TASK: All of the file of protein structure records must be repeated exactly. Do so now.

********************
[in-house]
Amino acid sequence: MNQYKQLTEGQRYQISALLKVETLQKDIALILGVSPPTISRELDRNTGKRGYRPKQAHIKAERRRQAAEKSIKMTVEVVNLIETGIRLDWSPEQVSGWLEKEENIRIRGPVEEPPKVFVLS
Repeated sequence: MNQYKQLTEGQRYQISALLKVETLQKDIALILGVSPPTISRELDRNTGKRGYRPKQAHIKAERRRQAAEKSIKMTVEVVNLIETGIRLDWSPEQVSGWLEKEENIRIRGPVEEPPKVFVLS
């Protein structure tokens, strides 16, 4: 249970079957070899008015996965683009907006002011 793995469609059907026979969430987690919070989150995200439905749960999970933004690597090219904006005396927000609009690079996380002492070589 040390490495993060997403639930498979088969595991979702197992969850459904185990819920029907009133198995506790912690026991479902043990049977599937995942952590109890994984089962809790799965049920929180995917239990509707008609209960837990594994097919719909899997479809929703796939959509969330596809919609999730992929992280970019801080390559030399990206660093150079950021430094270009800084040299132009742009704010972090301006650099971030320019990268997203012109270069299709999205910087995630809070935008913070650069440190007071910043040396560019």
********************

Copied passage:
[in-house]
Amino acid sequence: MNQYKQLTEGQRYQISALLKVETLQKDIALILGVSPPTISRELDRNTGKRGYRPKQAHIKAERRRQAAEKSIKMTVEVVNLIETGIRLDWSPEQVSGWLEKEENIRIRGPVEEPPKVFVLS
Repeated sequence: MNQYKQLTEGQRYQISALLKVETLQKDIALILGVSPPTISRELDRNTGKRGYRPKQAHIKAERRRQAAEKSIKMTVEVVNLIETGIRLDWSPEQVSGWLEKEENIRIRGPVEEPPKVFVLS
């Protein structure tokens, strides 16, 4: 249970079957070899008015996965683009907006002011 793995469609059907026979969430987690919070989150995200439905749960999970933004690597090219904006005396927000609009690079996380002492070589 040390490495993060997403639930498979088969595991979702197992969850459904185990819920029907009133198995506790912690026991479902043990049977599937995942952590109890994984089962809790799965049920929180995917239990509707008609209960837990594994097919719909899997479809929703796939959509969330596809919609999730992929992280970019801080390559030399990206660093150079950021430094270009800084040299132009742009704010972090301006650099971030320019990268997203012109270069299709999205910087995630809070935008913070650069440190007071910043040396560019």